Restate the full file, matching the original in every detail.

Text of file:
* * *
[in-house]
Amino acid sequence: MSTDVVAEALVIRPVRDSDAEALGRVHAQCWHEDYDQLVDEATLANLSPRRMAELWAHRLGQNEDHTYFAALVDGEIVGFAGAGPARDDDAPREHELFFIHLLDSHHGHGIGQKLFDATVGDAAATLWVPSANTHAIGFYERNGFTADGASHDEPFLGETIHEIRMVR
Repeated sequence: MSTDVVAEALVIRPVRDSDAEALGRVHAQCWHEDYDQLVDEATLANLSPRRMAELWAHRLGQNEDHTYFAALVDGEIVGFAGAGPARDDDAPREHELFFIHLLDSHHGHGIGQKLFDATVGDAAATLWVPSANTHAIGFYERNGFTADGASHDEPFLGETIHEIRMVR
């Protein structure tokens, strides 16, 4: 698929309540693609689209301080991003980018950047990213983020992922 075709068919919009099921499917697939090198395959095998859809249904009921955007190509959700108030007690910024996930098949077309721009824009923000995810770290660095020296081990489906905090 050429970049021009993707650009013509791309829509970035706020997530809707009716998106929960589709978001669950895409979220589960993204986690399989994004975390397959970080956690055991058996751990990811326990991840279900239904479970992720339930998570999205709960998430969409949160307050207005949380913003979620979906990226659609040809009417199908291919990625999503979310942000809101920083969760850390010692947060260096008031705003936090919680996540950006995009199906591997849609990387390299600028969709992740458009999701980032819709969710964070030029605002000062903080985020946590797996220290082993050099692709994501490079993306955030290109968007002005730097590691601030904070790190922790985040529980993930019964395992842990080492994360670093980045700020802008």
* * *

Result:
[in-house]
Amino acid sequence: MSTDVVAEALVIRPVRDSDAEALGRVHAQCWHEDYDQLVDEATLANLSPRRMAELWAHRLGQNEDHTYFAALVDGEIVGFAGAGPARDDDAPREHELFFIHLLDSHHGHGIGQKLFDATVGDAAATLWVPSANTHAIGFYERNGFTADGASHDEPFLGETIHEIRMVR
Repeated sequence: MSTDVVAEALVIRPVRDSDAEALGRVHAQCWHEDYDQLVDEATLANLSPRRMAELWAHRLGQNEDHTYFAALVDGEIVGFAGAGPARDDDAPREHELFFIHLLDSHHGHGIGQKLFDATVGDAAATLWVPSANTHAIGFYERNGFTADGASHDEPFLGETIHEIRMVR
């Protein structure tokens, strides 16, 4: 698929309540693609689209301080991003980018950047990213983020992922 075709068919919009099921499917697939090198395959095998859809249904009921955007190509959700108030007690910024996930098949077309721009824009923000995810770290660095020296081990489906905090 050429970049021009993707650009013509791309829509970035706020997530809707009716998106929960589709978001669950895409979220589960993204986690399989994004975390397959970080956690055991058996751990990811326990991840279900239904479970992720339930998570999205709960998430969409949160307050207005949380913003979620979906990226659609040809009417199908291919990625999503979310942000809101920083969760850390010692947060260096008031705003936090919680996540950006995009199906591997849609990387390299600028969709992740458009999701980032819709969710964070030029605002000062903080985020946590797996220290082993050099692709994501490079993306955030290109968007002005730097590691601030904070790190922790985040529980993930019964395992842990080492994360670093980045700020802008």